- 0.1 Patient Demand
- 0.2 Anatomical location
- 2.1 General patient history
- 2.2 Local history
- 3.1 Risk Assessment Overview
- 3.2 Age
- 3.3 Patient Compliance
- 3.4 Smoking
- 3.5 Drug Abuse
- 3.6 Recreational Drug and Alcohol Abuse
- 3.7 Condition of Natural Teeth
- 3.8 Parafunctions
- 3.9 Diabetes
- 3.10 Anticoagulants
- 3.11 Osteoporosis
- 3.12 Bisphosphonates
- 3.13 MRONJ
- 3.14 Steroids
- 3.15 Radiotherapy
- 3.16 Risk factors
- 0.1 Non-implant based treatment options
- 0.2 Treatment planning conventional, model based, non-guided, semi-guided
- 0.3 Digital treatment planning
- 0.4 NobelClinician and digital workflow
- 0.5 Implant position considerations overview
- 0.6 Soft tissue condition and morphology
- 0.7 Site development, soft tissue management
- 0.8 Hard tissue and bone quality
- 0.9 Site development, hard tissue management
- 0.10 Time to function
- 0.11 Submerged vs non-submerged
- 0.12 Healed or fresh extraction socket
- 0.13 Screw-retained vs. cement-retained
- 0.14 Angulated Screw Channel system (ASC)
- 2.2 Treatment options esthetic zone
- 2.3 Treatment options posterior zone
- 2.4 Comprehensive treatment concepts
- 2.1 Treatment planning
Treatment procedures general considerations
- 0.1 Anesthesia
- 0.2 peri-operative care
- 0.3 Flap- or flapless
- 0.4 Non-guided protocol
- 0.5 Semi-guided protocol
- 0.6 Guided protocol overview
- 0.7 Guided protocol NobelGuide
- 0.8 Parallel implant placement considerations
- 0.9 Tapered implant placement considerations
- 0.10 3D implant position
- 0.11 Implant insertion torque
- 0.12 Intra-operative complications
- 0.13 Impression procedures, digital impressions, intraoral scanning
- 3.2 Treatment procedures esthetic zone surgical
- 3.3 Treatment procedures esthetic zone prosthetic
- 3.4 Treatment procedures posterior zone surgical
- 3.5 Treatment procedures posterior zone prosthetic
- 3.1 Treatment procedures general considerations
- Evaluation of hard tissue configuration/dimension based on imaging, helps to avoid intraoperative complications such as bone perforation, vessel and nerve injury.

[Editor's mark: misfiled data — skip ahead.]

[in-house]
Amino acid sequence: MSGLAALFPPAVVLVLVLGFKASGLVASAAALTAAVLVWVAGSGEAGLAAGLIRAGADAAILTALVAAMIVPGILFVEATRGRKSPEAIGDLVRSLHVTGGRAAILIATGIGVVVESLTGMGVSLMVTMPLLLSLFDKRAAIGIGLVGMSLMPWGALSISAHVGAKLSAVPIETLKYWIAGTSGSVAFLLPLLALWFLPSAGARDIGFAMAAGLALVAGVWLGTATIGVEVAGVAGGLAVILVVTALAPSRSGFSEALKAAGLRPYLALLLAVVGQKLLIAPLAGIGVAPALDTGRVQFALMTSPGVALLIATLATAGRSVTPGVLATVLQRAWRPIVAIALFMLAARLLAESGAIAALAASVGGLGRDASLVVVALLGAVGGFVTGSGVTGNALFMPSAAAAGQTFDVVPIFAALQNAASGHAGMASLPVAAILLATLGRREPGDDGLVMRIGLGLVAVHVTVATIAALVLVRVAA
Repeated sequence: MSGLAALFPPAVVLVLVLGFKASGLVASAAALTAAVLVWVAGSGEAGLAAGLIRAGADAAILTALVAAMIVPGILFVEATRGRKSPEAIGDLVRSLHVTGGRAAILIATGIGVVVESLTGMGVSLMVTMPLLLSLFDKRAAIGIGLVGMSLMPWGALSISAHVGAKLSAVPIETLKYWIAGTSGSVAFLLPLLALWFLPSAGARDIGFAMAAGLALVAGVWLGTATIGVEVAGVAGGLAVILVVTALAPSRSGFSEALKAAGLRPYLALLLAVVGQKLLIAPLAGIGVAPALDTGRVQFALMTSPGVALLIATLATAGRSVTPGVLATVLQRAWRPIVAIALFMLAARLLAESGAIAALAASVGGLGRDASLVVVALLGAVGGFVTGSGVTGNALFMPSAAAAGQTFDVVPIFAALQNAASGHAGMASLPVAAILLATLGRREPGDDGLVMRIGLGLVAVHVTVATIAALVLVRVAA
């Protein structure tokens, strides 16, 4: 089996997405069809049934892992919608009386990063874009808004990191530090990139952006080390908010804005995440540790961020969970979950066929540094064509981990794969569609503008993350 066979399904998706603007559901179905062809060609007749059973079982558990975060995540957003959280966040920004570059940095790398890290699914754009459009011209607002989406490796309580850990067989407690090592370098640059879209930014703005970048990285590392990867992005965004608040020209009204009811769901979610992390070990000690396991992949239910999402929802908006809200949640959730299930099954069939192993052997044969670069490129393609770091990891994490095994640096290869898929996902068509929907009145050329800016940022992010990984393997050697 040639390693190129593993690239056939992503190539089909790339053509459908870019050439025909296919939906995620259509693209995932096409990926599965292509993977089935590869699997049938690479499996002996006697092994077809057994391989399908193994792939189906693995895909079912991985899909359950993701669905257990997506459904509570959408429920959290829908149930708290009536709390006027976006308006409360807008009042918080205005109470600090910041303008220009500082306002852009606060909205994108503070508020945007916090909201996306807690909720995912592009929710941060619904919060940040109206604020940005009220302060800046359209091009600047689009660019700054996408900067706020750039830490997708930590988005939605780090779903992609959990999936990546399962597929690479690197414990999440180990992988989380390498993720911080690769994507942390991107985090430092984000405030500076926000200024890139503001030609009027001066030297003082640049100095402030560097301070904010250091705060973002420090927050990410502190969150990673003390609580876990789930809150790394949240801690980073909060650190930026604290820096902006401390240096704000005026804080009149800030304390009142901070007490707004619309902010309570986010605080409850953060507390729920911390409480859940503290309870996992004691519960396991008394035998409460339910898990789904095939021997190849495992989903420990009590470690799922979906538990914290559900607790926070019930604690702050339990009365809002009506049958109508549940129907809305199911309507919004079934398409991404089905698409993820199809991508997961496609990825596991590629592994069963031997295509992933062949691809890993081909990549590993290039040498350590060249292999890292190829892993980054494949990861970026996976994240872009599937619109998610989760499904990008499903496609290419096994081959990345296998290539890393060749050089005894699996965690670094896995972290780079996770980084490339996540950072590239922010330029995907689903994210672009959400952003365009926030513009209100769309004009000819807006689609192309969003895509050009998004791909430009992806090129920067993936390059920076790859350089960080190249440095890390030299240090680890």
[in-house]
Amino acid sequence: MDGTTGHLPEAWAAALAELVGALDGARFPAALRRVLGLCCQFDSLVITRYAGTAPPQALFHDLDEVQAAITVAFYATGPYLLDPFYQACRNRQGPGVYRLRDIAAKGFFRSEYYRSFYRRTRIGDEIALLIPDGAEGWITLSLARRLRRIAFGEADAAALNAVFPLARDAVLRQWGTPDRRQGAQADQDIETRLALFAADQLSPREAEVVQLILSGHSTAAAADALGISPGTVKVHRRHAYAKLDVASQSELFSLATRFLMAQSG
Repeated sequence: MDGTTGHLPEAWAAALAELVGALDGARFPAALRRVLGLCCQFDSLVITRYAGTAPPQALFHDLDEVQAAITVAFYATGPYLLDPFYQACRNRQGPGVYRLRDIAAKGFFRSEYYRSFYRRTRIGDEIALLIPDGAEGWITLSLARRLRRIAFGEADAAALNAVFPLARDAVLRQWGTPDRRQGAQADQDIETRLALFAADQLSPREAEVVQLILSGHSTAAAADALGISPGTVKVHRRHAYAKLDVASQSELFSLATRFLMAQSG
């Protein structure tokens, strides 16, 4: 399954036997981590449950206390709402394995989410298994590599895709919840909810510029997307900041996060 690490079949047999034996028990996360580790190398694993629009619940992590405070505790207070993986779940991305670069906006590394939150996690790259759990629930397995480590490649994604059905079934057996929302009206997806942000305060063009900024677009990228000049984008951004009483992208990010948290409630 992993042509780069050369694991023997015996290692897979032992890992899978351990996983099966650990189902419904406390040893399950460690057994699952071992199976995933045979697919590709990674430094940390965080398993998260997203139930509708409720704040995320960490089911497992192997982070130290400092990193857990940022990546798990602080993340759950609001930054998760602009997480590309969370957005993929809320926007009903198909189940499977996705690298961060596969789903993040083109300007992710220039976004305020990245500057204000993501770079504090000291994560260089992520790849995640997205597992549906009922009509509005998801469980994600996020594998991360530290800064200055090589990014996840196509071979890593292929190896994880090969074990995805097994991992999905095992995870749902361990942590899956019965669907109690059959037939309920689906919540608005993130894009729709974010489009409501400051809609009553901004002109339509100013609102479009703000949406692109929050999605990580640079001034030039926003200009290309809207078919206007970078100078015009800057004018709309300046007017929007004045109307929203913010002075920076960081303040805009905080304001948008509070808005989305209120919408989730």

- The limited surgery associated with single implant placement may lead to refrain from cross-sectional imaging and thus limit the preoperative information about the anatomy of the osteotomy area to panoramic or intra-oral radiographs.
- General intraoperative complications such as a patient who panics or presents a tachycardia are rare considering the short surgery time.
- More specific for single implant placement can be the lack of sufficient mesio-distal space for the instruments.
Due to the jaw bone resorption after tooth loss the resulting configuration and dimension cannot be evaluated precisely by panoramic or intra-oral radiographs. Additional cross-sectional imaging i.e. cone-beam computed tomography (CBCT) can be necessary to reduce the risk of perforation. For single implant placement this risk is limited but not absent, such as in the molar area. An increase in resistance during drilling represents a warning for penetration of the cortex. The permanent control of the preparation depth as well as low pressure during implant bed preparation are essential to avoid drill deviation and perforation.
When installing single implants in the molar region of the mandible the risk for a lingual concavity should be considered. Perforation of the lingual cortical plate can lead to vessel damage in the floor of mouth. Massive hemorrhages of the floor of the mouth can lead to life-threatening dyspnea which can necessitate further interventions, such as intubation. (See also Related Article 'Bleeding')
Inferior alveolar nerve injury
Again in the molar region one has to take into account, even for single implant placement, the course of the mandibular canal since lesions of the lower alveolar nerve can lead to permanent anaesthesia or paraesthesia. Some nerves present branches which are hard to detect on panoramic or intra-oral radiographs.
Especially in the frontal part of the maxilla, single implant insertion can lead to a dehiscence because of the narrow bone crest. This can lead to further interproximal bone remodelling and subsequent soft tissue recession with a compromised aesthetic outcome if the patient uncovers this area during smiling.
Damage to neighbouring periodontal ligament or tooth root.
During the osteotomy one can come into close contact with an adjacent tooth. This intra-operative complication will only lead to symptoms much later.